Today we have a chance to interview Beata Jancso one of the makers of ImproveOSM, a tool to surface and correct data errors in OpenStreetMap.
1. Who are you and what do you do? What got you into OpenStreetMap?
My name is Jancso Beata and I’m a software developer at Telenav Europe and OSM community member. I’m part of a team that works on different solutions that are based on OpenStreetMap and GPS (probe) data. My fist contact with OpenStreetMap was in 2010, when I first looked into the JOSM API. Since then I had worked on a couple of JOSM plugins.
2. What is the Improve OSM project? What are the goals and how is it going?
ImproveOSM is a suite of tools that highlights mapping tasks for contributing to OpenStreetMap in a meaningful way. It is based on high volume of probe (GPS) and map data. Our main goal is to improve OpenStreetMap.
The project had started as a learning project where we created a prototype for finding roads that are missing from the map. After analyzing our results, we noticed that along with missing roads we also identify missing parking lots, paths, neighborhoods. The Missing Roads results were published to the community in September 2015 via the Missing Roads JOSM plugin and web application.
Our next detection was related to missing one-ways and was released under the name of Traffic Flow Direction in October 2015. The results were exposed both via a JOSM plugin and web application.
The purpose of this detection is to identify roads that are bi-directional in OpenStreetMap but are identified as being one-ways based on probe data.
In December of last year, we have unified our tools and released them under the ImproveOSM umbrella. Besides missing roads and one-ways we also added missing turn restrictions to the tool. The purpose of the turn restriction layer is to identify the missing turn restrictions from map.
The ImproveOSM tools are available in the most commonly used map editors: JOSM and iD.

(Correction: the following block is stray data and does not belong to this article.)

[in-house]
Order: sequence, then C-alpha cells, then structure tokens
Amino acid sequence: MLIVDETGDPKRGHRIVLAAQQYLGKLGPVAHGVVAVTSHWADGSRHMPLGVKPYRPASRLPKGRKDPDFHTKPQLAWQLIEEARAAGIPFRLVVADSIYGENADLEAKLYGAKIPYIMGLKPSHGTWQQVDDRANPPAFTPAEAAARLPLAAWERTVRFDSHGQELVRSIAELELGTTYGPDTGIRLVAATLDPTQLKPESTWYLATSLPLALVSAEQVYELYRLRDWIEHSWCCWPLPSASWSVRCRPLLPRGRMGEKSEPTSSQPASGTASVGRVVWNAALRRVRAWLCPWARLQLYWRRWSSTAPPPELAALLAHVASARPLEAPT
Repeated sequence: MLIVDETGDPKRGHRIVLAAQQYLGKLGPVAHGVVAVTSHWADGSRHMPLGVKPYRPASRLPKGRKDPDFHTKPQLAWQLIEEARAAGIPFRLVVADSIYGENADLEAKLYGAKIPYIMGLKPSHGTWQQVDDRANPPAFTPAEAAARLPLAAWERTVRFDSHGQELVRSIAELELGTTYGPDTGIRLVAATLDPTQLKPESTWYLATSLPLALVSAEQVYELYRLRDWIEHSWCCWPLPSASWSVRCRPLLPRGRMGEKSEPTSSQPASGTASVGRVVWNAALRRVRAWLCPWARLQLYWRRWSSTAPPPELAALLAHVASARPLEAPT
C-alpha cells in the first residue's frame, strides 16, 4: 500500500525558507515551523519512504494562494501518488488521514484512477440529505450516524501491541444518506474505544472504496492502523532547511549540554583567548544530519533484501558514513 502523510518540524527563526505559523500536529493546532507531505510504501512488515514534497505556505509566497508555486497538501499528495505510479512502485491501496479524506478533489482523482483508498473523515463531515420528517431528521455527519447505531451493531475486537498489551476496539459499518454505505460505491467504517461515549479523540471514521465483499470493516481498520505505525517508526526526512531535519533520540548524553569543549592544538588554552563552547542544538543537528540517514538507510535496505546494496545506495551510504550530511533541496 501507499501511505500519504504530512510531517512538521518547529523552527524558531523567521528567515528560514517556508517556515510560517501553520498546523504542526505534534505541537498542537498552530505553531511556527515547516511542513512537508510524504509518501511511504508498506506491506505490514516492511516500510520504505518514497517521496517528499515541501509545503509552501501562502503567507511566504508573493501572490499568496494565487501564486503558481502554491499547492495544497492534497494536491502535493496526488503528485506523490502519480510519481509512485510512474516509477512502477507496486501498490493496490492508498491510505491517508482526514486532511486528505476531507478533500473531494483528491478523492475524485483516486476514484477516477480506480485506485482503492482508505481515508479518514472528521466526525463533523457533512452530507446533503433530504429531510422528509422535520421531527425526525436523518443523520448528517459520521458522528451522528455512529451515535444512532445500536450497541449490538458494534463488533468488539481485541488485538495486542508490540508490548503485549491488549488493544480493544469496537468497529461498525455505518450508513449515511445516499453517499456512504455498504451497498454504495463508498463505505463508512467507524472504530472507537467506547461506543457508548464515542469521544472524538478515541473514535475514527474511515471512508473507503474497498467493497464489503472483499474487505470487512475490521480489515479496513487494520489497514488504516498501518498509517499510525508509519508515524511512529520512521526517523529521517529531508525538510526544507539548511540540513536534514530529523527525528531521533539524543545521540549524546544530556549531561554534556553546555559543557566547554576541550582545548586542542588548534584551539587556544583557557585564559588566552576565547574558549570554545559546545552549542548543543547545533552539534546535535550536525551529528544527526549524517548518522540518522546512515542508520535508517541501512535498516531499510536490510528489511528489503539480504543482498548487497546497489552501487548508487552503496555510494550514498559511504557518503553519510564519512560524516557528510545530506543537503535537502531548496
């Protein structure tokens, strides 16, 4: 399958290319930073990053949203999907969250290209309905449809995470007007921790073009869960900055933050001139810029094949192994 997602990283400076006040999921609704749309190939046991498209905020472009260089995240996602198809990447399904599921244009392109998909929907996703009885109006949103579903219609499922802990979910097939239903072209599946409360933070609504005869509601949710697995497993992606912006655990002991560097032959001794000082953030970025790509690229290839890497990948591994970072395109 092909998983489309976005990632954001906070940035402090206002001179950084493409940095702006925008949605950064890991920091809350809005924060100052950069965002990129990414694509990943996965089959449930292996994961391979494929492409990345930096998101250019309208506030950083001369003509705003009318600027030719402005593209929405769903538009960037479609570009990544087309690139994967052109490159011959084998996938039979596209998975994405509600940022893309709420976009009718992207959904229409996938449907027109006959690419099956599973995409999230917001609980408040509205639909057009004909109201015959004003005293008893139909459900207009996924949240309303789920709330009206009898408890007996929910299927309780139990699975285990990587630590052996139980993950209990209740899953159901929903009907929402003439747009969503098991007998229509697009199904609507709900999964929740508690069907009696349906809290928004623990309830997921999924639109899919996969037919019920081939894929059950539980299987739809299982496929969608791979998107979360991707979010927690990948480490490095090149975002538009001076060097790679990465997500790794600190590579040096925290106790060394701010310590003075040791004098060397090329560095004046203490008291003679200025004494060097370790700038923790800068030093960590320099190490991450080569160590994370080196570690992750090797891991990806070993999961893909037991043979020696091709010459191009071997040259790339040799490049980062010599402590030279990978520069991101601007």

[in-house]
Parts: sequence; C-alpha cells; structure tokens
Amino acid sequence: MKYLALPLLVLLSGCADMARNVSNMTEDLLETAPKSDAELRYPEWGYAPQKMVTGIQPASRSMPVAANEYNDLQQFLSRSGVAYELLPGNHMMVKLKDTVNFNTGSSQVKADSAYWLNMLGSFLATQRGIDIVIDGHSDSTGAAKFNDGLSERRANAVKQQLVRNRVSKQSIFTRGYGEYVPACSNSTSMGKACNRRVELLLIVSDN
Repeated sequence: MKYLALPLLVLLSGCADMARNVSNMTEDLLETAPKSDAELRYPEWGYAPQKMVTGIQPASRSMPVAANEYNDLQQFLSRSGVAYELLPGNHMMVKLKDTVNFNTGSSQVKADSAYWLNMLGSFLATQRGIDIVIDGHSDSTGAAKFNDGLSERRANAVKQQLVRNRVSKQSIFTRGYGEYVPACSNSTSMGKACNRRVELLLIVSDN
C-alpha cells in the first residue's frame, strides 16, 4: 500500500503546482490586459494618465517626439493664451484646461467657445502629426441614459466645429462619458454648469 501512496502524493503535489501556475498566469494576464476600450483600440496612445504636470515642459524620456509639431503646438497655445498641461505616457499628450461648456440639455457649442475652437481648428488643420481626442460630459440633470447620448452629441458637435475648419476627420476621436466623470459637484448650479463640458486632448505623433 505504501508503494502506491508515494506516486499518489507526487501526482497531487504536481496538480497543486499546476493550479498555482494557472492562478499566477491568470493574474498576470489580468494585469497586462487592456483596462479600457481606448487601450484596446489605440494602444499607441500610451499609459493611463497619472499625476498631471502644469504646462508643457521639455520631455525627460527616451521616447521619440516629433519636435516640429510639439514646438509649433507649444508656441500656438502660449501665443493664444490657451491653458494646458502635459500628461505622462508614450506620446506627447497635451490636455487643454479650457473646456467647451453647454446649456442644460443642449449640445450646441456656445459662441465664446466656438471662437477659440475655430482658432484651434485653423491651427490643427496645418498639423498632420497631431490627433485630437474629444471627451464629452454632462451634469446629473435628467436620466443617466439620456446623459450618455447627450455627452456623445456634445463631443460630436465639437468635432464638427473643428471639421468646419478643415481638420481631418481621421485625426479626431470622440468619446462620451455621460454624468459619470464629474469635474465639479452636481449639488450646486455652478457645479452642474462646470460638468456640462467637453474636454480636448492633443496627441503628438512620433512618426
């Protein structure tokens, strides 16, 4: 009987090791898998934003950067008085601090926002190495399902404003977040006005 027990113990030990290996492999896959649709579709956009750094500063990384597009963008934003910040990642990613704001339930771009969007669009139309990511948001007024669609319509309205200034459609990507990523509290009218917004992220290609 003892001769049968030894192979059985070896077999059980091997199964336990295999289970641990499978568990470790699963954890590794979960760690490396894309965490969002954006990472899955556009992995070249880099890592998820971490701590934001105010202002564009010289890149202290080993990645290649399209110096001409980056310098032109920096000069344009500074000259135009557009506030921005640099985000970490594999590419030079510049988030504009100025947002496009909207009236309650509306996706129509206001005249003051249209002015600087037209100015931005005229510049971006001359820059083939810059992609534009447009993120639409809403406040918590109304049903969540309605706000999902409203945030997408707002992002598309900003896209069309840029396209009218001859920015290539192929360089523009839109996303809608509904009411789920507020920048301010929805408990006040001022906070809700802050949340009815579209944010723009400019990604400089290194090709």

3. Having spent a lot of time trying to understand errors in OSM, what are the most common mistakes you see? What causes them? Any thoughts on how editors could be adapted to better prevent the errors?
The most common mistakes that I have seen are related to missing or wrong tags, unconnected ways, highway classification and drawing object without offsetting imagery at all.
Editors should validate the data before uploading to OSM, and force the user to correct those problems. In the JOSM editor there is a validator plugin that signals possible mapping errors.
4. What level of mapping skill do people need to “fix” errors? Is it even possible without local knowledge?
To correct the “errors” pointed out by ImproveOSM tools, people need to have basic mapping skills. There are many OSM mapping tutorials out there, basically anyone can learn how to map in a couple of hours.
Much of the mapping happens remotely, without any local knowledge. To avoid errors in the mapping process, it is recommended for anyone to consult the corresponding mapping guidelines and to check if there is any location specific rule. Another recommendation would be to always double check the pointed-out errors by using satellite views and street view images (OpenStreetView, Mapillary). If the “error” it is not visible in any of the available sources, then it might be a false positive and users should invalidate the error.
5. What is the best way for people get involved with Improve OSM? Do you need more users or more software developer time?
The best way to get involved with ImproveOSM is to improve the map by using our tools. We have a huge amount of possible missing roads, one-ways and turn restrictions that still needs to be added to the map.
People can report bugs/ new ideas to GitHub.
6. Our traditional final question: This year OSM celebrated its 12th birthday. Where do you think the project will be in another 10 years’ time?
OpenStreetMap will have both a better world coverage and quality. Most missing areas, turn restrictions, one-way streets, other important attributes will be added. Also, OpenStreetMap will be the lead map service and more and more applications will be built on the top of it.
Many thanks Beata to you and everyone else who works on tools like ImproveOSM and to those who use ImproveOSM to help make OpenStreetMap more accurate.
You can see all of our interviews here. Please let us know if your community would like to be part of our series. If you are or know of someone we should interview, please get in touch, we’re always looking to promote people doing interesting things with open geo data.